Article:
The technology behind the Pfizer COVID vaccine could soon be used to fight the flu

Jacksonville, Fla. – The Jacksonville Clinical Research Center has been given the opportunity to conduct bioengineering testing similar to the COVID-19 vaccine.

Researchers at the clinic say that when it comes to preventing complications from the flu, it can make a difference in the game.

Dr. Alpa Patel has been selected as the lead investigator of Pfizer MRI RNA flu shots. She is an internal medicine practitioner and has previously been a co-investigator for both Moderna and Pfizer COVID-19 MRNA vaccination studies.

“With the help of RNA, it can give the body more signals and stimulate more proteins to respond to a broader immune response at the same time,” Patel said.

According to the doctor, the center already has a list of patients who are interested in testing.

During the flu season, a common flu vaccine uses dead or weak versions of the flu to force the body to respond. By comparison, MRI technology sends certain messages to our immune system – that is, we are not infected.


“Your body actually gives you instructions on what kind of proteins you need to make, and they get out of your system very quickly,” explains Patel.

Patel says there is a lot of misinformation about MRI technology, which means that people may not want to get PFEZ COVID vaccine because they use MRI.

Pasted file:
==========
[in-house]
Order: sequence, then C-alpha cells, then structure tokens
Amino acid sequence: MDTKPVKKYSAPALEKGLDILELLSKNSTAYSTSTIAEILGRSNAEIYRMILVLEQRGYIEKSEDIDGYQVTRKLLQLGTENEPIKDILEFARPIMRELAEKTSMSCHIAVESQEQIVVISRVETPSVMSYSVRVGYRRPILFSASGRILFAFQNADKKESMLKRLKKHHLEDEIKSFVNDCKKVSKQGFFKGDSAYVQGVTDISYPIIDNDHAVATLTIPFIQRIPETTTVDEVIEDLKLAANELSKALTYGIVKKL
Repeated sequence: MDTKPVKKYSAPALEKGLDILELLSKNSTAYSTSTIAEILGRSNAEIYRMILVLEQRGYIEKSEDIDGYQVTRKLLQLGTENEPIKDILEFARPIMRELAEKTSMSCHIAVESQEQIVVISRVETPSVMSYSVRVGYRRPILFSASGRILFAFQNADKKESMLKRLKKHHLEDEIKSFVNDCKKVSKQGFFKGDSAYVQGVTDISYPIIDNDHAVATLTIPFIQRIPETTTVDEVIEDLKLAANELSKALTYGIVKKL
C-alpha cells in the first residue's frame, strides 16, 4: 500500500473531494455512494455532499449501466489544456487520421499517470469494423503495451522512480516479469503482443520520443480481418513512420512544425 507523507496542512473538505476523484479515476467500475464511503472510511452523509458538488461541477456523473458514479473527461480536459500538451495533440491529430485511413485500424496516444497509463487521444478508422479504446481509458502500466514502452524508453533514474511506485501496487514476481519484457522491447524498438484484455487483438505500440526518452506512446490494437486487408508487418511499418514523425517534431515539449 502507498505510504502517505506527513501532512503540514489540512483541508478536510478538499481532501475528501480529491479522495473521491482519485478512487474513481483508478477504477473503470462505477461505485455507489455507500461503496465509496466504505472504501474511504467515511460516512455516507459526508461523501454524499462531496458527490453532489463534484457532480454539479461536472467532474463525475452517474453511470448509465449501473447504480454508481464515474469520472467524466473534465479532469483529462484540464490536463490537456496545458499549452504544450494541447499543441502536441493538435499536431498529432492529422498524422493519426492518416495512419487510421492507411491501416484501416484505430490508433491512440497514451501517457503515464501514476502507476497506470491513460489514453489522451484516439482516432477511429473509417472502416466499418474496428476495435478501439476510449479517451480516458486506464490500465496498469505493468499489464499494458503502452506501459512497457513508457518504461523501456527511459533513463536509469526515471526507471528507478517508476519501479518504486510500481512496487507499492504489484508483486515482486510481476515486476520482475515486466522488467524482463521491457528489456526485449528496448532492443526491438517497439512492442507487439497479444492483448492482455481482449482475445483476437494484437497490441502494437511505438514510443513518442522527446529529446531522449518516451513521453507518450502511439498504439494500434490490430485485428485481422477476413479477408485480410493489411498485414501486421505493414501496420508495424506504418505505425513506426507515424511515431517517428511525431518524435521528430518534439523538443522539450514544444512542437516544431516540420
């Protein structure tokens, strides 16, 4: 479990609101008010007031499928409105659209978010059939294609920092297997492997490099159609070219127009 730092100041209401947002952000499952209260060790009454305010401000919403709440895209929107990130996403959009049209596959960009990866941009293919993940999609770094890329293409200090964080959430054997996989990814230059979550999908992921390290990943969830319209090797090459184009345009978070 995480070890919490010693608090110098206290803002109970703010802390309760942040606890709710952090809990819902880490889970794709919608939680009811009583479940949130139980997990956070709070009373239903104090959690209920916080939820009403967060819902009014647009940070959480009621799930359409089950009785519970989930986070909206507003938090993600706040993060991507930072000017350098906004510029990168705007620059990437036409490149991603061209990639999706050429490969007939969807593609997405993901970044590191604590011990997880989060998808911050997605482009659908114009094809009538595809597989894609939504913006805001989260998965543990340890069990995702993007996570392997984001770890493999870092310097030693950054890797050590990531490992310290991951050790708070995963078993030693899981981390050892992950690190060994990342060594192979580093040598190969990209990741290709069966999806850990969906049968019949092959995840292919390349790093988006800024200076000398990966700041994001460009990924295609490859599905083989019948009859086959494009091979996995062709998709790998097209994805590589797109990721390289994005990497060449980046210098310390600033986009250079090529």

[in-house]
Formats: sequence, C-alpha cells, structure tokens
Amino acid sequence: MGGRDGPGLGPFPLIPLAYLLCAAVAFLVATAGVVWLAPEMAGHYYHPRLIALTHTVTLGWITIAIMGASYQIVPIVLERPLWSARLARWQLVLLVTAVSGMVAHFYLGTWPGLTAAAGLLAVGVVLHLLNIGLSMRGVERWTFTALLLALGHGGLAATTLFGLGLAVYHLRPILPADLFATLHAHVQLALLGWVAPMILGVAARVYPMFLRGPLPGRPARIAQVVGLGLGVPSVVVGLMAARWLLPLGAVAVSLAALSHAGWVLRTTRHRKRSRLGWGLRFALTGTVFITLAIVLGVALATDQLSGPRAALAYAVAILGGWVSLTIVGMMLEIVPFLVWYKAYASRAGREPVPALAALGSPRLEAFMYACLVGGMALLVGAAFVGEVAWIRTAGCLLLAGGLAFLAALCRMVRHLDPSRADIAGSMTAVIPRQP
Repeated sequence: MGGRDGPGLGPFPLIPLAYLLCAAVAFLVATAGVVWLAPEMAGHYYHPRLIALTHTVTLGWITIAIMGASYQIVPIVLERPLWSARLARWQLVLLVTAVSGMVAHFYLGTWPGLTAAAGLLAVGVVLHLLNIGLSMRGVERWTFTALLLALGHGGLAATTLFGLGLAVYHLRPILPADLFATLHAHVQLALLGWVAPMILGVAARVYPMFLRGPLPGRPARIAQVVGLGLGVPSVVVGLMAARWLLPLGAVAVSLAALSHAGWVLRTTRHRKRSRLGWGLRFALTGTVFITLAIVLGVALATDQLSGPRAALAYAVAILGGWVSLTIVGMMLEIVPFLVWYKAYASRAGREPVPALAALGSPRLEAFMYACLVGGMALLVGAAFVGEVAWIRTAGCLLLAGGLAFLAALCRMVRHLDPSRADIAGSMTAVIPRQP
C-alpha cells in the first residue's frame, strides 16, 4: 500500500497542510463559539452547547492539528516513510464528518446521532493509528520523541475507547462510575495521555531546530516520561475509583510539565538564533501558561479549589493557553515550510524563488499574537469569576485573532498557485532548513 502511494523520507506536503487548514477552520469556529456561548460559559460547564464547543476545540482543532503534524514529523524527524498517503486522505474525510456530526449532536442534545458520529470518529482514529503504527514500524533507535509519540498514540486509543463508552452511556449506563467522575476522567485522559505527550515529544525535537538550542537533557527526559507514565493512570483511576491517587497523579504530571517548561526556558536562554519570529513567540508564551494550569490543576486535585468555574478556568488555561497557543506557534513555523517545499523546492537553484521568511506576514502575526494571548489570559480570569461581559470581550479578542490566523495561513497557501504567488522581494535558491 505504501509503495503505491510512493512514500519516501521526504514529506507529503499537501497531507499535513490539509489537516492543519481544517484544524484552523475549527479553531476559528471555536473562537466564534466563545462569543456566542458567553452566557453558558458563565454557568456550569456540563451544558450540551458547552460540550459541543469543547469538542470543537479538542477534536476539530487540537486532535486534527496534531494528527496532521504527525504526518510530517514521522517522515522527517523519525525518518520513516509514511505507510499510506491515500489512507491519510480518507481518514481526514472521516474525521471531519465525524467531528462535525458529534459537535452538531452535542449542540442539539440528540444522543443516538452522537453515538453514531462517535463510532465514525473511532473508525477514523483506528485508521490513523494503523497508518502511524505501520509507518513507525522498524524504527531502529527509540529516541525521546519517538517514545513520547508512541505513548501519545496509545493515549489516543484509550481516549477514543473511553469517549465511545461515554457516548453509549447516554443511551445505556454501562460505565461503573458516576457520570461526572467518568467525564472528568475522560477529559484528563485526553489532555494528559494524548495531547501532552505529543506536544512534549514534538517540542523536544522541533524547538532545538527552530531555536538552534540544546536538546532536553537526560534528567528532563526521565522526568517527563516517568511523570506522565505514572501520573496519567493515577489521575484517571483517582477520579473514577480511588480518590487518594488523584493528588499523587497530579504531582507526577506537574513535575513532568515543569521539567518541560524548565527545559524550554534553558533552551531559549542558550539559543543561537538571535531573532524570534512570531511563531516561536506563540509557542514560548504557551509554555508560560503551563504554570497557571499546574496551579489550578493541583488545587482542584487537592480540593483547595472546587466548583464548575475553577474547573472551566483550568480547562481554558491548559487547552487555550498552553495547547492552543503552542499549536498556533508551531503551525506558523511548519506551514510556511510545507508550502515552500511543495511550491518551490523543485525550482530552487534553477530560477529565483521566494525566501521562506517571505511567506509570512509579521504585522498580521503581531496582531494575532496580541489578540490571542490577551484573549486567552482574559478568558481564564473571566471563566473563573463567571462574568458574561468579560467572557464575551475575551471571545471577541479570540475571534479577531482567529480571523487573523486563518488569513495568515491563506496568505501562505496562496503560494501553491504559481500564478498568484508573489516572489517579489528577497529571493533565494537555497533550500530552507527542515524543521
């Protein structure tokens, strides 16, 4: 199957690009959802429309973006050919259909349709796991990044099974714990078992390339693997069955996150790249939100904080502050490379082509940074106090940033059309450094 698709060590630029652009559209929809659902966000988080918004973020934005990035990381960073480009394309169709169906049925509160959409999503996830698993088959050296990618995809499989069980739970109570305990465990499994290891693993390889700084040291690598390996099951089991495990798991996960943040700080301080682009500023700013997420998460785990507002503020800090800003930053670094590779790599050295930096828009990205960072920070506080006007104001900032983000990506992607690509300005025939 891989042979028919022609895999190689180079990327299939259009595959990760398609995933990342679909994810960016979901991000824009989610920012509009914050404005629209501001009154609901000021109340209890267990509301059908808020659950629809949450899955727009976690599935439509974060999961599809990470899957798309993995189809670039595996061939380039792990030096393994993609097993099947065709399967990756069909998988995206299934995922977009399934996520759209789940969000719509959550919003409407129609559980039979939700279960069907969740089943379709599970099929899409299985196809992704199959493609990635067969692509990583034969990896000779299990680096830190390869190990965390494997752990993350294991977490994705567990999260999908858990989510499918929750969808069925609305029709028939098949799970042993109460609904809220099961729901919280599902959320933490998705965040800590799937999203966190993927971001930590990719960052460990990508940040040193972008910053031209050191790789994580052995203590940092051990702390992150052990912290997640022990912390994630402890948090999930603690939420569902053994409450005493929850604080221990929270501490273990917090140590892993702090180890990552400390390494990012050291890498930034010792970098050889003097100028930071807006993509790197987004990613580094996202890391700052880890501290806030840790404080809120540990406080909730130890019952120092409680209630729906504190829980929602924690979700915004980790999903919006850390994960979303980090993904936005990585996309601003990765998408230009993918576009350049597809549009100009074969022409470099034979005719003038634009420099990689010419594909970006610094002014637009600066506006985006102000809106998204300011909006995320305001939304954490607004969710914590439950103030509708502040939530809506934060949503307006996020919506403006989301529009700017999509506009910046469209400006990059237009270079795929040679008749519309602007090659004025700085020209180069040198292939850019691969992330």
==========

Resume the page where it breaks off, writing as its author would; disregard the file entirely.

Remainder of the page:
“One of the misconceptions I heard was: Can this DNA change? Absolutely not, ”Patel said. “It’s just a matter of using DNA to make protein. It will never enter your cell. ”

Pfizer is still working to prevent the flu vaccine from accumulating in very cold temperatures, such as the COVID vaccine. If it does not require cold storage, the flu vaccine can be produced in bulk.

The tests last up to a year and determine if only one dose is needed. At least 150 volunteers will be closely monitored. Half of them will be vaccinated against pneumonia, while others will get the common flu vaccine.


The Clinical Research Center will begin the trial in approximately two months.

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